The following information is provided by Nationwide®, the No. 1 farm and ranch insurer in the U.S.*
It’s a trend in American agriculture: the big are getting bigger. Recent U.S. Department of Agriculture data show farms with at least $1 million in annual revenue account for 4% of the nation’s farms, but 66% of the commodities produced in the nation.
As farm workforces and asset bases grow and change, farmers today are increasingly adapting farm management strategies to integrate things like human relations and employee management.
Changing farm management priorities
As farms and acres grow, so do workforces. That causes changes in farm management priorities, added Nationwide Agribusiness Senior Underwriting Director Doug Becker.
“Large farmers are investing in bigger facilities and truck fleets. You may need to start adding HR resources so you can manage new tasks like vetting truck drivers so you know your fleet is well-maintained and safe,” Becker said. “That’s not an easy transition for farmers who are wired to put ROI first. It’s hard to put a price on adding people and resources to make sure you’re not becoming more exposed to risk.”
Consider these factors for larger farms
Mitigating that risk on large farms happens in different ways. Managing a large farm today accounts for risk mitigation in several ways. Consider devoting resources to these priorities as your farm grows:
- Workforce training and education. Just like training drivers to meet certain safety standards when growing your truck fleet, for example, add educational programs to ensure every worker knows the hazards of each job on the farm and is prepared to mitigate those hazards.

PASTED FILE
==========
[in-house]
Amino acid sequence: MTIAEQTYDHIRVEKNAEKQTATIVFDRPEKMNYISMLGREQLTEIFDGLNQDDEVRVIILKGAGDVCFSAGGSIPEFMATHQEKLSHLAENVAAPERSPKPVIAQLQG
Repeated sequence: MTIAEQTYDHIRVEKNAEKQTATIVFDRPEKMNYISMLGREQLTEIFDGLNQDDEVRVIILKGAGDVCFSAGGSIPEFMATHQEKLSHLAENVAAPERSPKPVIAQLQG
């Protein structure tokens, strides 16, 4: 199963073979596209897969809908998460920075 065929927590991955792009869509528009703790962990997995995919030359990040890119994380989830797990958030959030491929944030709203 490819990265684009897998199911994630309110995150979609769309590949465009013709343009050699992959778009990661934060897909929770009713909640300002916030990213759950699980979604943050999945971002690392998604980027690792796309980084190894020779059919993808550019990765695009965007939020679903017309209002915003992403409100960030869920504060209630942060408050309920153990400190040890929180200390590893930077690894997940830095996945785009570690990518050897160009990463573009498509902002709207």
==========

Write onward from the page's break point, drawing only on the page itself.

- Health care and compensation. Provide good benefits and competitive pay to not only retain workers but make your farm an attractive workplace for qualified candidates as you grow.
- Specific liability coverage. As you grow, your farm faces new hazards. Account for managing larger grain storage facilities and machinery fleets, for example, in your risk management plan to ensure you’re covered and not exposed to increased liability.
ROI isn’t always immediate
While ROI is a major factor in many changes as your farm grows, it’s often difficult to measure for things like workforce training and education. That doesn’t mean they’re without value. “Since these aren’t really tangible, they’re not necessarily going to show a direct ROI,” Becker said. “It’s important to see the value of these things when you’re growing your operation.”
For these types of specific farm management components, Owens recommends thinking in the context of both ROI and general competitiveness.
“There has to be a return on the investment,” he said. “Investing in these types of things will help make you more competitive, which will provide ROI in the long run.”